Waiting times for renewables projects risks derailing net-zero power grid vision
Around £200bn of renewables projects are facing waiting times of 15 years to come online, jeopardising plans to create a net-zero power grid by 2035.
The BBC reported that some new solar and wind projects have waiting times of between 10 and 15 years, due to a lack of capacity in the system, with up to £200bn in clean energy projects currently facing these waiting times.
The BBC’s research, based on figures from the National Grid, suggests that around 40% of these projects face a connection wait of at least a year. The Government is due to deliver a new strategy to speed up connections, but that is not arriving until later in the year.
A Department for Energy Security and Net Zero spokesperson said: “We have connected the second highest amount of renewable electricity in Europe since 2010 but we recognise the challenge of connection delays.”
The current £200bn pipeline of delayed projects matches the amount that the Government has spent on renewables infrastructure since 2010.
The Government stated in 2021 that it intends to shift all electricity generation to clean sources by 2035. This would mean the entirety of the nation’s electricity generation mix would be accounted for by renewables – primarily wind and solar – as well as nuclear.
The International Energy Agency’s (IEA) roadmap to a global net-zero energy system by 2050 stated that advanced economies such as the UK should target net-zero electricity by 2035.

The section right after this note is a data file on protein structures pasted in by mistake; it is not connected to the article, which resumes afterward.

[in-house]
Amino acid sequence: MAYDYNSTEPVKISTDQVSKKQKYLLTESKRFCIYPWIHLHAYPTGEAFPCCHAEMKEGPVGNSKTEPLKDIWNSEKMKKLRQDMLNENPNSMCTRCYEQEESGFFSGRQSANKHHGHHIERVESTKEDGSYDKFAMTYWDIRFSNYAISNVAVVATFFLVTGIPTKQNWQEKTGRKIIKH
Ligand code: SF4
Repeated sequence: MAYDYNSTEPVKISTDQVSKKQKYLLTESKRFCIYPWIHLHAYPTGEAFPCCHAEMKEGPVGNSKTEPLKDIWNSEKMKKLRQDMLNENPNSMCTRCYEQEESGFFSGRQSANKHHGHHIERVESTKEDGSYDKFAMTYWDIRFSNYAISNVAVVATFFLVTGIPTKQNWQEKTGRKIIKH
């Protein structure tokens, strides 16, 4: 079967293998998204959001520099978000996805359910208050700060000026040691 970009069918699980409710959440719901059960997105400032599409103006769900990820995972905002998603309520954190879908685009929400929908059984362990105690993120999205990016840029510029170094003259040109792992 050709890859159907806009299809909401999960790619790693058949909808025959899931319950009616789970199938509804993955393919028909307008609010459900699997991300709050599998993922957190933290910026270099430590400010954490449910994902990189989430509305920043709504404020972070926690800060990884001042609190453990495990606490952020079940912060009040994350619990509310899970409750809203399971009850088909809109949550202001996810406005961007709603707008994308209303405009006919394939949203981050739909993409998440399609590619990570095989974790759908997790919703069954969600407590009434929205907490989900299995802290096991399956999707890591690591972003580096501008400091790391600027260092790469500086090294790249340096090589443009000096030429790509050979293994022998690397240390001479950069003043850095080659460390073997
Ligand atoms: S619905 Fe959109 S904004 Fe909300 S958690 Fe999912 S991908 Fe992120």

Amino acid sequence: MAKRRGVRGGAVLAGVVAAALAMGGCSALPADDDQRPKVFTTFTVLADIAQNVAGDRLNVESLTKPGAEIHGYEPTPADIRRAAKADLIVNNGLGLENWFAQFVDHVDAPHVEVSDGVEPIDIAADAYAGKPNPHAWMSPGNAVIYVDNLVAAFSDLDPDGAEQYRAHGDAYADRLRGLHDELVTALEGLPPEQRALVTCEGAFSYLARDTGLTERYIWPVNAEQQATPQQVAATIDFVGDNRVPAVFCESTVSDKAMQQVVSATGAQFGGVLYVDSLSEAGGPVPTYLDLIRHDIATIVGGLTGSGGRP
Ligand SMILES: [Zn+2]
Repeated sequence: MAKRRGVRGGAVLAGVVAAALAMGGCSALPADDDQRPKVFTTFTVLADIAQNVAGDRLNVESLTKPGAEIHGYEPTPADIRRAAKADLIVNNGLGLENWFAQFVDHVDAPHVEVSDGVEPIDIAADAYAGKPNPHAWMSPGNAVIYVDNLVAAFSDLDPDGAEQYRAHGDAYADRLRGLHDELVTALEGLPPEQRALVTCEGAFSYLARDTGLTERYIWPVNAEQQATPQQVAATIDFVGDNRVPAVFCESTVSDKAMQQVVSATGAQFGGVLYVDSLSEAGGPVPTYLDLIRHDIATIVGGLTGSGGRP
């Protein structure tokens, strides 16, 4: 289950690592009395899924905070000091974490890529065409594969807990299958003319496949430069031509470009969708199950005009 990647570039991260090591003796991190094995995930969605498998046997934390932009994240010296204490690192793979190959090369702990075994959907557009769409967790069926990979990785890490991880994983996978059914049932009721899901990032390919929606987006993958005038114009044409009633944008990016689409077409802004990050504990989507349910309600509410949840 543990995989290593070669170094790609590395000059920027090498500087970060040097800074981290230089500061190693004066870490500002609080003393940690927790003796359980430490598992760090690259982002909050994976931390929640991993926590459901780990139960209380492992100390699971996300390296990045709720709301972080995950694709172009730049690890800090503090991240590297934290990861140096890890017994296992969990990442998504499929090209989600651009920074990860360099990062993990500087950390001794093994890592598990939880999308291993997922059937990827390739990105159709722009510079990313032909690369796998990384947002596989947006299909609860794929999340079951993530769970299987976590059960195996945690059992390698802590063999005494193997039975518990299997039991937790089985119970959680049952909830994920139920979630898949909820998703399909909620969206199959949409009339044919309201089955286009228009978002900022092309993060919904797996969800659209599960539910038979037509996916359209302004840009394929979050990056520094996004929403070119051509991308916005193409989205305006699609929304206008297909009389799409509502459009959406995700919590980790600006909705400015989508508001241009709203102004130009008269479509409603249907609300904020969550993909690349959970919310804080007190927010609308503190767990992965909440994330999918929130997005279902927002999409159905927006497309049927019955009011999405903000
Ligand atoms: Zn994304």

However, the UK is currently off-track to transform its power system to net-zero by 2035, according to a report from the Climate Change Committee (CCC) that calls for better planning policies on infrastructure, batteries, flexibility and consumer demand.
The CCC warned that while emissions from the power sector have fallen by 69% since 2010, more needs to be done to create and deliver the infrastructure required for a net-zero sector. The report states that infrastructure must be deployed “at a much greater pace than the present” and that much of the net-zero electricity system is yet to be built.
One of the key barriers to a net-zero power system according to the CCC is ensuring that there is enough low-carbon backup generation. The CCC states that hydrogen-based “power stations” and a low-use of fossil fuel gas will still be required alongside carbon capture and storage (CCS) technologies to help with the transition.
Commenting on the research, Kona Energy’s founder Andy Willis claimed that his company has energy projects that are “gathering dust” and that the figures show tha5 delays are “crippling” the nation’s green energy credentials.
“Grid connection delays are no secret in the sector, but the eye-watering figure of £200bn should sharpen minds in Government,” Willis said.
“Investors are acutely aware of the inhospitable environment and the money will stop coming. Make no mistake – the international investment community is watching and they will not hesitate to divert funds elsewhere. It’s already happening.”
“Urgently reforming the connections queue and allowing private companies to build some of the necessary connection infrastructure would drastically cut these waits and encourage competition. More of the same is not an option, we have to try something different as the problem is only going to get worse.”